On one side, within the walls of a compound, were members of the Branch Davidian religious sect, led by David Koresh. On the other side, backed by federal support and firepower, were various members of the FBI and U.S. Marshals.
What started as a warrant service on the compound quickly devolved into a 51-day standoff, one that was captured live on national television. The fiery end result burns in the memories of those who were up close for the whole ordeal.
In 2018, Eyewitness News looked back to that time and explored the impact of the Branch Davidian siege in the two-and-a-half-decades since the compound burned to the ground.
February 2018 marked a somber anniversary in American and Texas history. Twenty-five years ago, federal agents attempted to serve warrants at the Mount Carmel Center near Waco.
That raid, at what is more commonly known as the Branch Davidian Compound, turned into a deadly shootout and set in motion a 51-day siege between followers of Koresh and federal agents.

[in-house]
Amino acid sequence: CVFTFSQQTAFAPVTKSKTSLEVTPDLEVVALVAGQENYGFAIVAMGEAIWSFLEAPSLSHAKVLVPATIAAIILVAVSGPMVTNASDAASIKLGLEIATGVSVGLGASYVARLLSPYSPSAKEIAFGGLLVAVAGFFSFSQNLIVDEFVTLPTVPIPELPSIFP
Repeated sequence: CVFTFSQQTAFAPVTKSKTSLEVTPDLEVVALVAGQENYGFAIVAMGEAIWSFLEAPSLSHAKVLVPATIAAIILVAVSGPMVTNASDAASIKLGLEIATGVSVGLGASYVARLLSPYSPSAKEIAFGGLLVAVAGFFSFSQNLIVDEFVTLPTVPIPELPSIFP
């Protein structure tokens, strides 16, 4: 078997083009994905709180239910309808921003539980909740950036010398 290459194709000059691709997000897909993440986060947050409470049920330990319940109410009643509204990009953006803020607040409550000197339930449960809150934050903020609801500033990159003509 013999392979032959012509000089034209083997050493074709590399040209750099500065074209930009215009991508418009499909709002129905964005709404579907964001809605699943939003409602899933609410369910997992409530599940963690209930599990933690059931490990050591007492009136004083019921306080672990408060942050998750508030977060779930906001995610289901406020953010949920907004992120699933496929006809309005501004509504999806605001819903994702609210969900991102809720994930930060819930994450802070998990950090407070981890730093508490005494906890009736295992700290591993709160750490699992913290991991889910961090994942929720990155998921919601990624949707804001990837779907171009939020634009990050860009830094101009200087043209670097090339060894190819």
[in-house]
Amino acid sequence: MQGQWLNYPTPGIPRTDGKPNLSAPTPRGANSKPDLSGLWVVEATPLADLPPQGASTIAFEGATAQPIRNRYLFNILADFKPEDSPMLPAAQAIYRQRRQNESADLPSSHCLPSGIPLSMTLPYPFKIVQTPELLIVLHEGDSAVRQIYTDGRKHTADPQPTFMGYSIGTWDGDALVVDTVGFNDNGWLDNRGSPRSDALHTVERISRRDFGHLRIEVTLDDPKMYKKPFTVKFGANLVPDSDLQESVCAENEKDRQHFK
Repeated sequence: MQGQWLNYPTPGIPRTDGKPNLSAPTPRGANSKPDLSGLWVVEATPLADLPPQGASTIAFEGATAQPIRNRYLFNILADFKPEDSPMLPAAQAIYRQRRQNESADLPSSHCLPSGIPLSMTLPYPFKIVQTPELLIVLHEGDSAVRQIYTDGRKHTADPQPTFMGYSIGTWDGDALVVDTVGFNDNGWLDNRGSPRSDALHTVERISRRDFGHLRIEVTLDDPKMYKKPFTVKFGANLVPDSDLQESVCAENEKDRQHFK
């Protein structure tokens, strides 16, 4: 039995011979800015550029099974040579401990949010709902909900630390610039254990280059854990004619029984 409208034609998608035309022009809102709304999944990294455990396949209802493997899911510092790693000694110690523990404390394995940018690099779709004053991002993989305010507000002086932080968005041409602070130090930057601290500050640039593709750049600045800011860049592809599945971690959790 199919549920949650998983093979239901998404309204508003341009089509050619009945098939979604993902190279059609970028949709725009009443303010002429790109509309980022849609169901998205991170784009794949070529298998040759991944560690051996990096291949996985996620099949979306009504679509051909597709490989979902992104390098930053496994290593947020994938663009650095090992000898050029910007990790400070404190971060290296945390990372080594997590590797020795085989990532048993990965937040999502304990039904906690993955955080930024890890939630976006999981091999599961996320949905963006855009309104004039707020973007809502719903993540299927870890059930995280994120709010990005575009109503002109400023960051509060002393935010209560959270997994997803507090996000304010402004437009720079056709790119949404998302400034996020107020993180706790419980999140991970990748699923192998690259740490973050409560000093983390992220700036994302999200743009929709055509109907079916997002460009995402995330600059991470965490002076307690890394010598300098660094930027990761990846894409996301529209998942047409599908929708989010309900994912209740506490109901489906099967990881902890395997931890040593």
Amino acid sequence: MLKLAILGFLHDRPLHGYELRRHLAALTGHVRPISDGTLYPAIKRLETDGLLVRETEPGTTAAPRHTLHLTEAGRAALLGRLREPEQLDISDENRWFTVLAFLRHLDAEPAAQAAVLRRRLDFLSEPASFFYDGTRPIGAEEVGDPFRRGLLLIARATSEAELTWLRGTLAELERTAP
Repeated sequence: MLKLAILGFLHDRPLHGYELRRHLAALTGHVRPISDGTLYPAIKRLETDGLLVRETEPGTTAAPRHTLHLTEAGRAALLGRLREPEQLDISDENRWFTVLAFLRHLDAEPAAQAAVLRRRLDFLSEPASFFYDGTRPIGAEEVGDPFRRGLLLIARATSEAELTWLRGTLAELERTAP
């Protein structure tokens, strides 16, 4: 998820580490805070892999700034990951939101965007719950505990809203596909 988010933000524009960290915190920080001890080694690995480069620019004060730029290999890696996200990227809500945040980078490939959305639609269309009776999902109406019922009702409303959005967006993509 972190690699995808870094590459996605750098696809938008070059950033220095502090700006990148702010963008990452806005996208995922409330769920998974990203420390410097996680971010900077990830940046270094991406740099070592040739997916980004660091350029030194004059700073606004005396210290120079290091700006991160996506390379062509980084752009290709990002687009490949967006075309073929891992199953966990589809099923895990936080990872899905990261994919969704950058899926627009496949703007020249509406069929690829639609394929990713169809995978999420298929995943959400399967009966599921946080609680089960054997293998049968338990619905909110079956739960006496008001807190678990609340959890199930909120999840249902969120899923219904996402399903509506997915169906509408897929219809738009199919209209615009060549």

As the Branch Davidian Compound lay in ruin, questions arose over the federal government’s handling of the siege.
“Did the government make mistakes? Sure,” said Parnell McNamara, sheriff in McLennan County, Texas.
A lifelong lawman, he was deputy U.S. Marshall the day the ATF raided the Branch Davidian compound east of town. He was there when the gunfire erupted and the siege began. He defends the actions that day, defends his government, but admits a lot of lessons were learned.
“I used to joke and shrug it off sort of thing when they’d call us a cult. I said cult is just short for culture. We’ve got it. Some others don’t,” said Clive Doyle, a former Branch Davidian.
Doyle lived in the compound at Mt. Carmel Center when ATF agents tried to serve warrants, sparking a shootout, and he was there when it ended it flames.